Journalist Waheed Paikan, tweeting in Persian on August 19, noted the killing of one Haji Mullah by Taliban mujahideen despite being pardoned initially. Paikan wrote: "The Taliban shot dead the... government commander in Badghis province. His name is Haji Mullah... Taliban pardoned him a few days ago and gave him an amnesty, but he was shot."
Similarly, Majeed Qarar reported the killing of an Afghan soldier by the Taliban after he was pardoned. Col. Darwesh, the 29-year-old who served in the 8th Battalion in Helmand province, was granted amnesty by the Taliban, but later they knocked on his door, took him on the pretext of helping a patient at a hospital and killed him, noted Majeed Qarar in his tweet.
Fawad Poya, an academic, reported how the Taliban were searching the homes of government officials: "It is a lie that the Taliban have stopped searching the houses. They came to our house and asked about me. I was a regular employee of the former regime, and I am not affiliated with any party or political faction. My personality was more academic than political," he tweeted, adding: "I am safe now and I ask you not to believe in [media reports about the] Talib's forgiveness."
A Taliban fighter, dressed in black, beating a civilian in Kabul city
It seems that after the Taliban seized Kabul, reports of extrajudicial killings in various provinces became routine but such killings were not reported in the national and international media, which has been focused on the Taliban's efforts on government formation in Kabul.
For example, Obaidullah Baheer, a lecturer at the American University of Afghanistan, reported that a government attorney had been dragged out of his house in Jalalabad by the Taliban fighters and was later found dead. The Taliban movement "really has to stop these killings if they want to win trust," Baheer tweeted.
A Twitter handle also reported of economic crimes in some regions. For example, in Ghor province, the individual Taliban fighters had started collecting "heavy taxes," including "25000 Afghani per well... flower making machine 5000 Afghani each... one sheep from one hundred" only days after they had seized power. A Twitter account noted: "My family has paid 35,000 Afghani so far [as taxes]."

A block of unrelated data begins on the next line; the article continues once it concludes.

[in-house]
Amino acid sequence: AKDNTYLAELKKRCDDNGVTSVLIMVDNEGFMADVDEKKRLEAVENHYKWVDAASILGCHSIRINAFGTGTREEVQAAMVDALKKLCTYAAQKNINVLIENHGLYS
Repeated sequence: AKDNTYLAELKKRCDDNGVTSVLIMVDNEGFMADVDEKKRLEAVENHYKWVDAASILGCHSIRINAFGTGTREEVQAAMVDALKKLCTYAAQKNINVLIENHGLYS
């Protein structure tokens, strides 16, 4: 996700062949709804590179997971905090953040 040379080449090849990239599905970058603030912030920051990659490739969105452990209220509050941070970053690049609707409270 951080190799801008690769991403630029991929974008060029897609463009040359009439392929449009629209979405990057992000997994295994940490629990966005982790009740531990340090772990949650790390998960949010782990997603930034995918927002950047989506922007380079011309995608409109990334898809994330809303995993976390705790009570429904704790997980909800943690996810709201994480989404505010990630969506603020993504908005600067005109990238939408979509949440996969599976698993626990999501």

After the Taliban seized power on August 15, 2021, several news websites such as 8am.af, dailyweesa.com, armanemili.com, dailyafghanistan.com, and many others stopped publishing for fear of reprisal attacks.
 MEMRI Daily Brief No. 308, After The Fall Of Kabul – The Afghan Taliban's Crimes In The Early Days, August 23, 2021.
 Twitter.com/HabibKhanT/status/1431861544221036544, August 29, 2021. The original English of all tweets included in this dispatch has been lightly edited for clarity and standardization.
 Twitter.com/ SiddiquiLemar, August 26, 2021.
 Twitter.com/PEACEtalk2021/status/1430876657678753795, August 26, 2021.
 Twitter.com/Samiullah_mahdi/status/1431647857883459594, August 28, 2021.
 Twitter.com/FarangiesShah/status/1432213682705031169, August 30, 2021.
 Twitter.com/andarabi/status/1432067496476041216, August 30, 2021.
 Twitter.com/TajudenSoroush/status/1431924895106076673, August 29, 2021.
 Twitter.com/TajudenSoroush/status/1431916255150321671, August 29, 2021.
 Twitter.com/bsarwary/status/1431228069604429826, August 27, 2021.
 Twitter.com/wpaykan/status/1428313257174081542, August 19, 2021.
 Twitter.com/MajeedQarar/status/1431876501503315973, August 29, 2021.
 Twitter.com/FawadPoya/status/1431595257951522822, August 28, 2021.
 Twitter.com/ObaidullaBaheer/status/1431622812536655878, August 28, 2021.
 Twitter.com/ObaidullaBaheer/status/1431622812536655878, August 28, 2021.
 Twitter.com/alisher_bek20/status/1431633042938941449, August 28, 2021.
 Twitter.com/alisher_bek20/status/1431635166573875209, August 28, 2021.